Blue Bull at Sunset

Blue Bull (Indian Antelope) in front of the setting sun. Photographed in the golden grasslands of Tal Chhapar, Rajasthan, India.

More About Nilgai (blue bull):

The nilgai or blue bull (Boselaphus tragocamelus) is the largest Asian antelope, endemic to the Indian subcontinent. It is the sole living member of the genus Boselaphus. Nilgai’s are large animals and stand at 1–1.5 metres at the shoulder. The males weigh up to 310 kilograms and the lighter females up to 240 kilograms. Both males and females have a short mane. Nilgai are Sexually dimorphic. Females and juveniles have orangey brown coats whilst adult males have a bluish-grey coat. Another visible difference is that only the male Nilgai have horns.

These large antelopes inhabit a wide range of habitats but have a preference for grasslands, plains, scrub and woodlands, avoiding very dense forests. They graze mostly on grass and are frequently seen in boggy wetland habitats where there is good grazing year round.

You can find out more about the Blue bull here.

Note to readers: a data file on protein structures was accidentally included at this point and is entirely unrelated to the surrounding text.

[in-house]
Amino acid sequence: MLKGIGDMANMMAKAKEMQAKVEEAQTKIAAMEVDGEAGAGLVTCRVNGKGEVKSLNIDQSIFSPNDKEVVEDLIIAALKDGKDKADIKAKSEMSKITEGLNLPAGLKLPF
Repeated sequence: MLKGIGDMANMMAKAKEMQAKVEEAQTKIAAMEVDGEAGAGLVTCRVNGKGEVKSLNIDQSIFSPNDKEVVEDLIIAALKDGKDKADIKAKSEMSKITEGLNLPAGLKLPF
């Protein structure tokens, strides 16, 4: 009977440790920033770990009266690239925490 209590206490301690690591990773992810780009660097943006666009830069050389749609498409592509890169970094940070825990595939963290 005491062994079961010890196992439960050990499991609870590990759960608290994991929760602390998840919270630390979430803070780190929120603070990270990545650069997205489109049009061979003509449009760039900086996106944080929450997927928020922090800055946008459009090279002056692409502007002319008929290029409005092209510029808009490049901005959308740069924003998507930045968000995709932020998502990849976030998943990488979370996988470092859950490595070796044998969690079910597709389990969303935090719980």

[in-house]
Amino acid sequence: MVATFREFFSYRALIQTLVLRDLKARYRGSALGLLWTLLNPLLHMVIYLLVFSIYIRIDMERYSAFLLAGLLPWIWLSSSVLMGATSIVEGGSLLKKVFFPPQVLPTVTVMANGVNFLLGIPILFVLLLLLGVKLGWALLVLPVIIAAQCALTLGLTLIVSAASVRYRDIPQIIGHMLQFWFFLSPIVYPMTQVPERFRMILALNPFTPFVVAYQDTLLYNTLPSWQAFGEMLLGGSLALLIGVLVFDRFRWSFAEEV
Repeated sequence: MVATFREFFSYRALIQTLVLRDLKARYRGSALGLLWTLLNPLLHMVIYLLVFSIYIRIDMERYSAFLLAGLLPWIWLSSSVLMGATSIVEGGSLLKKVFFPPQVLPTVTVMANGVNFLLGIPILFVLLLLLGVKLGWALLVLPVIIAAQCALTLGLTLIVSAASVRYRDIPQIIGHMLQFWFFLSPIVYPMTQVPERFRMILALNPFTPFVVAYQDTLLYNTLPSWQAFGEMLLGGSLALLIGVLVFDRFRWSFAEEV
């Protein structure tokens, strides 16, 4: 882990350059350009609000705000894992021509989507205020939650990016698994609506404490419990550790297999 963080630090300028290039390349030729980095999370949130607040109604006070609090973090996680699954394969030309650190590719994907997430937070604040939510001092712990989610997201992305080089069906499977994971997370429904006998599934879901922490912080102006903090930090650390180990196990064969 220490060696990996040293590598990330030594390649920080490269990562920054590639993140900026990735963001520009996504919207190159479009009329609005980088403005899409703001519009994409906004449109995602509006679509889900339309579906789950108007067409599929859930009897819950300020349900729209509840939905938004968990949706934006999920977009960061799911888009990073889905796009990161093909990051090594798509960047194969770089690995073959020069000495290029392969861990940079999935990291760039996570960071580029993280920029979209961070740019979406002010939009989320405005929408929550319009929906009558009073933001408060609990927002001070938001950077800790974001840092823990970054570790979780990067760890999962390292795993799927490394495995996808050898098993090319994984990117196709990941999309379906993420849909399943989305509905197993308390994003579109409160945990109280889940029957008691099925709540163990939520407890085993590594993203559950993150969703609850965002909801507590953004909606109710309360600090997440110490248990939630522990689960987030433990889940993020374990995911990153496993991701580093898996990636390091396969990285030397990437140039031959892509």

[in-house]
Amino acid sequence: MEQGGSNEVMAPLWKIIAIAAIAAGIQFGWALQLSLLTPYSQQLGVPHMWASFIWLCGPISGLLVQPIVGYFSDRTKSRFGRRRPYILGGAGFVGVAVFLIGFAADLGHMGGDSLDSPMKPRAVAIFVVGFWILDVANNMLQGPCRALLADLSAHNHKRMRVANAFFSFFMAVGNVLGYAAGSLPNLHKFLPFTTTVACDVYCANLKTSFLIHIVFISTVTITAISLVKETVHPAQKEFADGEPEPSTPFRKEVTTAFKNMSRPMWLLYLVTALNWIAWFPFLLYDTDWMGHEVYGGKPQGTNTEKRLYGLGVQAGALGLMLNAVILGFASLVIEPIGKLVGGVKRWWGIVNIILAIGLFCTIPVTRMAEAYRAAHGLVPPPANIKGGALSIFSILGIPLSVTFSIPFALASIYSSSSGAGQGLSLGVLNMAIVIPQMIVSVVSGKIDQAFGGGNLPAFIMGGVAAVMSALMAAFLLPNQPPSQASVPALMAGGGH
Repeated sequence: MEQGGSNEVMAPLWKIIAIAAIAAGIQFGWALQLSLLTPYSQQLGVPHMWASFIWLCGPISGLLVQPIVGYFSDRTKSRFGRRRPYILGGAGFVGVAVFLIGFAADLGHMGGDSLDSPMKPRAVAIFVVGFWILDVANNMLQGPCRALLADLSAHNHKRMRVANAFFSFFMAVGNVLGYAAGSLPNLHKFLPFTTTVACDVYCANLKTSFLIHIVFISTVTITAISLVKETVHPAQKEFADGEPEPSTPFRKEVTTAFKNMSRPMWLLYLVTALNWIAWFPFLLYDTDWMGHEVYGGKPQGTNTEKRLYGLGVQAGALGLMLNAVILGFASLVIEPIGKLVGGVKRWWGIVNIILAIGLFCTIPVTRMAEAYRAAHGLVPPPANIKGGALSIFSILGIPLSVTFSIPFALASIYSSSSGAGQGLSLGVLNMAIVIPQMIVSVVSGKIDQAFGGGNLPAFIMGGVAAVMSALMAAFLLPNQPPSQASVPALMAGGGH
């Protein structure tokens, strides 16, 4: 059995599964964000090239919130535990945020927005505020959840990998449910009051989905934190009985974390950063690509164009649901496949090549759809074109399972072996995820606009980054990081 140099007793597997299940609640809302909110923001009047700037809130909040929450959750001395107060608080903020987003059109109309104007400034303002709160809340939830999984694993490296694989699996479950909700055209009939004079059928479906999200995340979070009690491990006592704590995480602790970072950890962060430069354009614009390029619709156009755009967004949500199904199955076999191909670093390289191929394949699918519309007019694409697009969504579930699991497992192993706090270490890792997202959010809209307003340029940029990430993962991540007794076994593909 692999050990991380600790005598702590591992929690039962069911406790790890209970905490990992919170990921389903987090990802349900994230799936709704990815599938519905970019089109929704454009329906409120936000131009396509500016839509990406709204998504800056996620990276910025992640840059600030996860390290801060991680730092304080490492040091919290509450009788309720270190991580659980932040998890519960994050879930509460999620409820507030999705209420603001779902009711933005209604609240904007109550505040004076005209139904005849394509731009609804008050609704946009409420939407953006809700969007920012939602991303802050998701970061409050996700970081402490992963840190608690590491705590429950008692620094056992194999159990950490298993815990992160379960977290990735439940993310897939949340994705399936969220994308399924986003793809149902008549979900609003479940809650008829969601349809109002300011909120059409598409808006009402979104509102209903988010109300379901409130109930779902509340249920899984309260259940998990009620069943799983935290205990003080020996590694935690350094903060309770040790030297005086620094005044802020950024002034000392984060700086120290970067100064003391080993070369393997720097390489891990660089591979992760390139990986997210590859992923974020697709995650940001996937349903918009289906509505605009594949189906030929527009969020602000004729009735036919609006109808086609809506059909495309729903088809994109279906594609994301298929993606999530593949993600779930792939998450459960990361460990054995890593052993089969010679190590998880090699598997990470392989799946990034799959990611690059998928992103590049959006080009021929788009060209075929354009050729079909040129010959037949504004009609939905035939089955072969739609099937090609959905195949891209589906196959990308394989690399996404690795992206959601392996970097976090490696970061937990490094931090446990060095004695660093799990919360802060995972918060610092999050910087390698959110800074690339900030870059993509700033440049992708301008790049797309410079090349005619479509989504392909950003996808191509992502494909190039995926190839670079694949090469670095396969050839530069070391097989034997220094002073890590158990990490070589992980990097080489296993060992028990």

Tal Chhapar Wildlife Sanctuary is located in Northwestern Rajasthan on the fringe of the Great Indian Desert; The Thar. This small grassland habitat is surrounded by sparse scrub and dry dusty plains peppered with salt pans. Originally a hunting ground for the Maharaja of Bikaner it was declared a sanctuary in the 1960s.

India’s Grasslands are home to some of its most endangered species, many of which are endemic. This important habitat now only exists in a handful of places in India and is sadly becoming increasingly scarce.

This stunning grassland wasn’t always the paradise seen today. After decades of neglect and encroachment by the nearby salt production the sanctuary was in a sorry state. Thanks to efforts coordinated by Mr. S.S.Poonia, the range forest officer at Tal Chhapar, over the years the grassland has been transformed. After gradually stripping away the invasive plant; Prosopis juliflora a variety of grasses were planted such as Mothiya grass, a favourite of the blackbucks, which derives its name from ‘moti’ meaning pearl, as its sweet seeds look like pearls. The final result is vast swathes of pristine grassland bustling with animal life. 


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Blue Bull (Indian Antelope) in front of the setting sun. Photographed in the golden grasslands of Tal Chhapar, Rajasthan, India.


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